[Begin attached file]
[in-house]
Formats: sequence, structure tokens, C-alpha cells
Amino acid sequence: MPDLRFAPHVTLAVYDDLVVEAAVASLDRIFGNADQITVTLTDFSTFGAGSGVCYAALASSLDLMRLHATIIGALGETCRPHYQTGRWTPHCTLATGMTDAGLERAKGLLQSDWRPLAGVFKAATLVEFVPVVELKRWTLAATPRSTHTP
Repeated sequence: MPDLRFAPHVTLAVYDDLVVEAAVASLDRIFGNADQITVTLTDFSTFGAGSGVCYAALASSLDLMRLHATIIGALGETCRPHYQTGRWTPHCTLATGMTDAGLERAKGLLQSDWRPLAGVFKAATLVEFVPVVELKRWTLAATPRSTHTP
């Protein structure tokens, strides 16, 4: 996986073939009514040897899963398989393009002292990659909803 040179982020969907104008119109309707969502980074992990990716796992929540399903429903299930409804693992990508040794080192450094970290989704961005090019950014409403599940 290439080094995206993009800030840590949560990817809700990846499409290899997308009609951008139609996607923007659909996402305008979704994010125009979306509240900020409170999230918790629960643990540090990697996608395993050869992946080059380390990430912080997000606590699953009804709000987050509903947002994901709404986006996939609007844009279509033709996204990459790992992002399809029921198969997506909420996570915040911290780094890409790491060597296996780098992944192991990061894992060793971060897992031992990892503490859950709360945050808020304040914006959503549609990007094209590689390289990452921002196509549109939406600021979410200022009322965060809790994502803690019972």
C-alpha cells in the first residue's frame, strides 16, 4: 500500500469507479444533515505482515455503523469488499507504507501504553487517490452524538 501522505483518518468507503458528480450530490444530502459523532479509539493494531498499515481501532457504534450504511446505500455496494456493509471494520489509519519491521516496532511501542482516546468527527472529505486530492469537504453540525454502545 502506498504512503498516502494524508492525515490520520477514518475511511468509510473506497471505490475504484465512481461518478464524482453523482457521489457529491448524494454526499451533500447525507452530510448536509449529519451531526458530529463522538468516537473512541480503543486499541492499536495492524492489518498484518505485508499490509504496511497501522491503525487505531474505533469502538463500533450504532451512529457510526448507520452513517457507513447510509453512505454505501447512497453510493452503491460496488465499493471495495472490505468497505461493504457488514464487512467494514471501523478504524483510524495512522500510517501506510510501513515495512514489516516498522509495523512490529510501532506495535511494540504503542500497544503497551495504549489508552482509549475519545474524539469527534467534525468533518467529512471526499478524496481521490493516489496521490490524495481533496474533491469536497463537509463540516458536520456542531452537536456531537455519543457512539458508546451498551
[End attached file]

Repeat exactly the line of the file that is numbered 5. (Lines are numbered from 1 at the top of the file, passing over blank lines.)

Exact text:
């Protein structure tokens, strides 16, 4: 996986073939009514040897899963398989393009002292990659909803 040179982020969907104008119109309707969502980074992990990716796992929540399903429903299930409804693992990508040794080192450094970290989704961005090019950014409403599940 290439080094995206993009800030840590949560990817809700990846499409290899997308009609951008139609996607923007659909996402305008979704994010125009979306509240900020409170999230918790629960643990540090990697996608395993050869992946080059380390990430912080997000606590699953009804709000987050509903947002994901709404986006996939609007844009279509033709996204990459790992992002399809029921198969997506909420996570915040911290780094890409790491060597296996780098992944192991990061894992060793971060897992031992990892503490859950709360945050808020304040914006959503549609990007094209590689390289990452921002196509549109939406600021979410200022009322965060809790994502803690019972």